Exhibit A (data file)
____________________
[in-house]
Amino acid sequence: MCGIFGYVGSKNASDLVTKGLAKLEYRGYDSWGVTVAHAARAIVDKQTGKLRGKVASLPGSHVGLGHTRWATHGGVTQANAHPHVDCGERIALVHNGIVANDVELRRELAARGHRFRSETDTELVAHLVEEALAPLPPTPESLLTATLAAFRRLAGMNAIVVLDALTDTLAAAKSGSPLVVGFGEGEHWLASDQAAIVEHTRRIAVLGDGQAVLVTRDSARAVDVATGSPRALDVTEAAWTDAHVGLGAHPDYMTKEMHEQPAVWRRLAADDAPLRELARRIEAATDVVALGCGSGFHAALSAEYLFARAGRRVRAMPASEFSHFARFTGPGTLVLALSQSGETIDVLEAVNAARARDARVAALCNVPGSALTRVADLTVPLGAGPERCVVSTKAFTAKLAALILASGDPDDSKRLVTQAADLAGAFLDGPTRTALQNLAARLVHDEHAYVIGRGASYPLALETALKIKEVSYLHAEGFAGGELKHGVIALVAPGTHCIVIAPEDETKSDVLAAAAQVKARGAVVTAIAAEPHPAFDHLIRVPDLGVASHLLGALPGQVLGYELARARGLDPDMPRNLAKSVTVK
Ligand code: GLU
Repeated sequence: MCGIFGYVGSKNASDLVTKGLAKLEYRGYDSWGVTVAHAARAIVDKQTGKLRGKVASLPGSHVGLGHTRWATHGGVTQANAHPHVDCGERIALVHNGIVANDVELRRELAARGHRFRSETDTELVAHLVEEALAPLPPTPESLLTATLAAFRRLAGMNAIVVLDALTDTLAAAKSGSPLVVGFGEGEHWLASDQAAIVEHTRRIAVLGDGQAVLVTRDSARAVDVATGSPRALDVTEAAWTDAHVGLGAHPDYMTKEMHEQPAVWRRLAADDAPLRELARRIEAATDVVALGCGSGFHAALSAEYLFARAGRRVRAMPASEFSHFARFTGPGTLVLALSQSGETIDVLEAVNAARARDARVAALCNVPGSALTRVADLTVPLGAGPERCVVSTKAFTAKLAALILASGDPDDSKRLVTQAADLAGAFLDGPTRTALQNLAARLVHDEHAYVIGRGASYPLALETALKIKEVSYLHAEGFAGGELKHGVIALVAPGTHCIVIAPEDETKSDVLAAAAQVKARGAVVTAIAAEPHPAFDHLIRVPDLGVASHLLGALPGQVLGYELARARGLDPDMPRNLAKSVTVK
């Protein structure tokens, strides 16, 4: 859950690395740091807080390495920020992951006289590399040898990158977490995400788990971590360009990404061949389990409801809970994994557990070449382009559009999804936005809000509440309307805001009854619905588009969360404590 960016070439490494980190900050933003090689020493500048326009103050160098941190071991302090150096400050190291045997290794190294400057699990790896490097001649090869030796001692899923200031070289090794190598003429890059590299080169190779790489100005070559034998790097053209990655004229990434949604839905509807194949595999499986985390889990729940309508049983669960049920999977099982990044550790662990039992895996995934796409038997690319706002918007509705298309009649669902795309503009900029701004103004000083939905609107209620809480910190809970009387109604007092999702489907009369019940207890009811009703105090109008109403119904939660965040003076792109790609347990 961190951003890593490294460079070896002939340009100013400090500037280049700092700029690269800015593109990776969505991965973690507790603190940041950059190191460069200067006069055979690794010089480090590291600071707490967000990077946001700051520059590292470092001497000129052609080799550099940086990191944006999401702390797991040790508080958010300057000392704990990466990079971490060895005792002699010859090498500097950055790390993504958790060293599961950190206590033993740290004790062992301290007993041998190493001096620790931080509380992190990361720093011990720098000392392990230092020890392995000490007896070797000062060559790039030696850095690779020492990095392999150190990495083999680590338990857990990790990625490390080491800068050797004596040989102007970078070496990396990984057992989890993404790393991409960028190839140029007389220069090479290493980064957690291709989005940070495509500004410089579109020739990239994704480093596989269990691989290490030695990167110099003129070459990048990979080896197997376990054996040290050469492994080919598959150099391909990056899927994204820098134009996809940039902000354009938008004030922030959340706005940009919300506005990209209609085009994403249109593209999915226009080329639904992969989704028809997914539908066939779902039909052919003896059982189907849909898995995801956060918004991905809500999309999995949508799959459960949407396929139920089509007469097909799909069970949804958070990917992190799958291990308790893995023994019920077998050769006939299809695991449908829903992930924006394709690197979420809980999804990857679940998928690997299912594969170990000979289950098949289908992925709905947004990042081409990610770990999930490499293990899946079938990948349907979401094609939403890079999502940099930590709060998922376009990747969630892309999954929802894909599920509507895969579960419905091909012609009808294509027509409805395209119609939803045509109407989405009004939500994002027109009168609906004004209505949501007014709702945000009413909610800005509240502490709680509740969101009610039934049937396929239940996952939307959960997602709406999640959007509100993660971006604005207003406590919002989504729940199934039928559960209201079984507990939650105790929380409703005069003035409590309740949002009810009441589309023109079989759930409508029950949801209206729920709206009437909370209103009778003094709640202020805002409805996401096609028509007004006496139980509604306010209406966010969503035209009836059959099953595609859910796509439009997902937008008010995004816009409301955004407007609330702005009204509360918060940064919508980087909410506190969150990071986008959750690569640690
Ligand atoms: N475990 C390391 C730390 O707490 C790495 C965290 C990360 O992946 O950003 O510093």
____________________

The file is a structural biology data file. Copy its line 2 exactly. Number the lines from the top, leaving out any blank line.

Amino acid sequence: MCGIFGYVGSKNASDLVTKGLAKLEYRGYDSWGVTVAHAARAIVDKQTGKLRGKVASLPGSHVGLGHTRWATHGGVTQANAHPHVDCGERIALVHNGIVANDVELRRELAARGHRFRSETDTELVAHLVEEALAPLPPTPESLLTATLAAFRRLAGMNAIVVLDALTDTLAAAKSGSPLVVGFGEGEHWLASDQAAIVEHTRRIAVLGDGQAVLVTRDSARAVDVATGSPRALDVTEAAWTDAHVGLGAHPDYMTKEMHEQPAVWRRLAADDAPLRELARRIEAATDVVALGCGSGFHAALSAEYLFARAGRRVRAMPASEFSHFARFTGPGTLVLALSQSGETIDVLEAVNAARARDARVAALCNVPGSALTRVADLTVPLGAGPERCVVSTKAFTAKLAALILASGDPDDSKRLVTQAADLAGAFLDGPTRTALQNLAARLVHDEHAYVIGRGASYPLALETALKIKEVSYLHAEGFAGGELKHGVIALVAPGTHCIVIAPEDETKSDVLAAAAQVKARGAVVTAIAAEPHPAFDHLIRVPDLGVASHLLGALPGQVLGYELARARGLDPDMPRNLAKSVTVK